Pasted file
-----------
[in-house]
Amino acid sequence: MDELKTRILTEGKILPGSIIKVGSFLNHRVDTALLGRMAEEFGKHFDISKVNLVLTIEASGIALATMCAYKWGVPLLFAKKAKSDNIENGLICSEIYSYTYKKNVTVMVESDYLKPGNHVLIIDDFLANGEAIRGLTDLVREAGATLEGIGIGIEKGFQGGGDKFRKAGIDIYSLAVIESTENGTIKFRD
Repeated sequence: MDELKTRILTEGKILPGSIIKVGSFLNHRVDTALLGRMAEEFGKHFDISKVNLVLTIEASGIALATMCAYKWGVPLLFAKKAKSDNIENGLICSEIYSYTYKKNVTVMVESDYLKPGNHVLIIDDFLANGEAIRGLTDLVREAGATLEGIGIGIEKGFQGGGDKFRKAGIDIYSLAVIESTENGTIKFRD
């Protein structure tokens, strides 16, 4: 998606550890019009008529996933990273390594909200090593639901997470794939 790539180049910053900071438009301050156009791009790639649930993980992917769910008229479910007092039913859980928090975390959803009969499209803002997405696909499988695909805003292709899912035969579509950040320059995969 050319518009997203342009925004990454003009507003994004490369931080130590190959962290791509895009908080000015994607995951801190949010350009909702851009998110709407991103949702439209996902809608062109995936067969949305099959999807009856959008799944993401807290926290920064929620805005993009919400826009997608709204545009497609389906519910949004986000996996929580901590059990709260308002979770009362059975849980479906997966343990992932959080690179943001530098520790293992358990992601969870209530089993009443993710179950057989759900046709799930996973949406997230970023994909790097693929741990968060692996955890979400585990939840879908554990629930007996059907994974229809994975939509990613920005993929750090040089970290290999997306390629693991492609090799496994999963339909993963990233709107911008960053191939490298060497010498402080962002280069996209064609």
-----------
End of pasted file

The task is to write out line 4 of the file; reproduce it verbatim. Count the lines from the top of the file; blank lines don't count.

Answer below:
């Protein structure tokens, strides 16, 4: 998606550890019009008529996933990273390594909200090593639901997470794939 790539180049910053900071438009301050156009791009790639649930993980992917769910008229479910007092039913859980928090975390959803009969499209803002997405696909499988695909805003292709899912035969579509950040320059995969 050319518009997203342009925004990454003009507003994004490369931080130590190959962290791509895009908080000015994607995951801190949010350009909702851009998110709407991103949702439209996902809608062109995936067969949305099959999807009856959008799944993401807290926290920064929620805005993009919400826009997608709204545009497609389906519910949004986000996996929580901590059990709260308002979770009362059975849980479906997966343990992932959080690179943001530098520790293992358990992601969870209530089993009443993710179950057989759900046709799930996973949406997230970023994909790097693929741990968060692996955890979400585990939840879908554990629930007996059907994974229809994975939509990613920005993929750090040089970290290999997306390629693991492609090799496994999963339909993963990233709107911008960053191939490298060497010498402080962002280069996209064609």